Saturday of the Seventeenth Week in Ordinary Time

Lv 25:1,8-17; Ps 67:2-8; Mt 14:1-12

Only if the Lord’s face shines upon us will his ways be known upon the earth.  All the blessings of the earth come from the hand of a loving Creator who has blessed us so that all the ends of the earth fear him.  All the nations will be glad and exult because the Lord who made heaven and earth rules the peoples in equity.  Indeed, if he is not Lord of All he is not Lord at all! His reign is our salvation!  From Mount Sinai the Lord commanded Moses and all the people to celebrate a year of jubilee.  “Do not deal unfairly, then; but stand in fear of your God.  I, the LORD, am your God.”  The fear of John the Baptist made King Herod tremble until the fear of disappointing his guests griped his heart.  At the command of this tyrant another prophet is sacrificed. The Lord Jesus submitted to this same injustice when in fear of loosing their own power the leaders fulfilled the prophecy that it was better for one man to die that the people might survive. It was the fear of the Lord or at least the fear of judgment that brought many penitents to the confessional of Saint John Vianney.  It was there in the sacrament of mercy that sinners learned the difference between being afraid of God and living in the fear of the Lord.


The year of jubilee was to be observed by every one returning to his own property.  The fairness and justice of God was to be revealed in the life of his people Israel.  These chosen ones had come to know true justice from the hands of the truly Just One, the Lord who made heaven and earth.  As it was written, every fifty years things would go back to the way they were when first the liberated slaves received their inheritance from the hand of the Lord.  The very economic life of God’s people was to reveal his justice.  Never were his people to become so attached to their property that they longed more for life on the land than for life with the Lord of all the earth.  This jubilee year was a radical reminder to all who live upon the land and harvest its blessings that they are still children of God dependent upon his gifts. At least every fifty years all are challenged to remember that success and prosperity are the result of cooperation with God and His Covenant. We are not the source of our own blessings; we are not gods.  “I, the LORD, am your God.”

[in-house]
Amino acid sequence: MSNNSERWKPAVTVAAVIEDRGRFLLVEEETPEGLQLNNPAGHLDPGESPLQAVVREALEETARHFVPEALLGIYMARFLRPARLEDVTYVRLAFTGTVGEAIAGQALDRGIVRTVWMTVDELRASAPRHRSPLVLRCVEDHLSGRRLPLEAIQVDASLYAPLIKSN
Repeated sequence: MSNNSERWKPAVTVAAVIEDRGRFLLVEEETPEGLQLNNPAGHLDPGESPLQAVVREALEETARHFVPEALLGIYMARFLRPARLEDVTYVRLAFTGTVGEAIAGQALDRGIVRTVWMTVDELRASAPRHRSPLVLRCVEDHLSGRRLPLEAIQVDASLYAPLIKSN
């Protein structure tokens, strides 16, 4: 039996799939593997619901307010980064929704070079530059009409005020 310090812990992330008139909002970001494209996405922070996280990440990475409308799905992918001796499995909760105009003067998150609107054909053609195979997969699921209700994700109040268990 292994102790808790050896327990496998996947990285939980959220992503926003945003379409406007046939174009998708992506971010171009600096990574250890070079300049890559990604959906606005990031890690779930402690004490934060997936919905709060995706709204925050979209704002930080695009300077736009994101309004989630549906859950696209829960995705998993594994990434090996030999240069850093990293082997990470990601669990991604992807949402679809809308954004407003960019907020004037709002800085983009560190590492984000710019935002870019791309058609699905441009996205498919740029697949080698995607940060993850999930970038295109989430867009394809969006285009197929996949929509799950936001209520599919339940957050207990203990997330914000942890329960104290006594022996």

Herod the tetrarch had forgotten that the Lord is God and he lived in defiance of the law of God.  The prophet John, preached the truth that the king did not want to hear.  John the Baptist was thrown into prison for warning the king that it was not lawful for him to live with the wife of his brother Philip.  Adultery at such a high place among the people brings chaos and ignores the authority of the Lord’s commandments.  Herod removed the voice of John from the public forum, but this was not enough to silence the prophet.  At another moment of lust and power Herod promises the daughter of Herodias whatever she wants.  Prompted by her insulted and prideful mother, she asked for the head of John the Baptist. Herod was caught between his own pride and that of his vengeful and unlawful wife.  He chose to end the even the silent witness of the prophet John. When Jesus heard of the final witness of John he was given a glimpse of his own future.  He, too, would die at the hands of lawless and prideful men. His silent witness before the powerful leaders of Israel and the might of Rome would speak of God’s justice before all the nations in every age.  This is the radical witness that we renew every Eucharist.  In the breaking of bread and the pouring out of wine we hear the testimony of God’s unfailing love and eternal justice.  All people of every age and nation are summoned to stand in fear of the Lord, and all are called to reveal the Lord’s justice in relation to one another.  A justice that brings us back to the very beginning of creation.  Where we recognize that we are all dependent upon the Lord of all.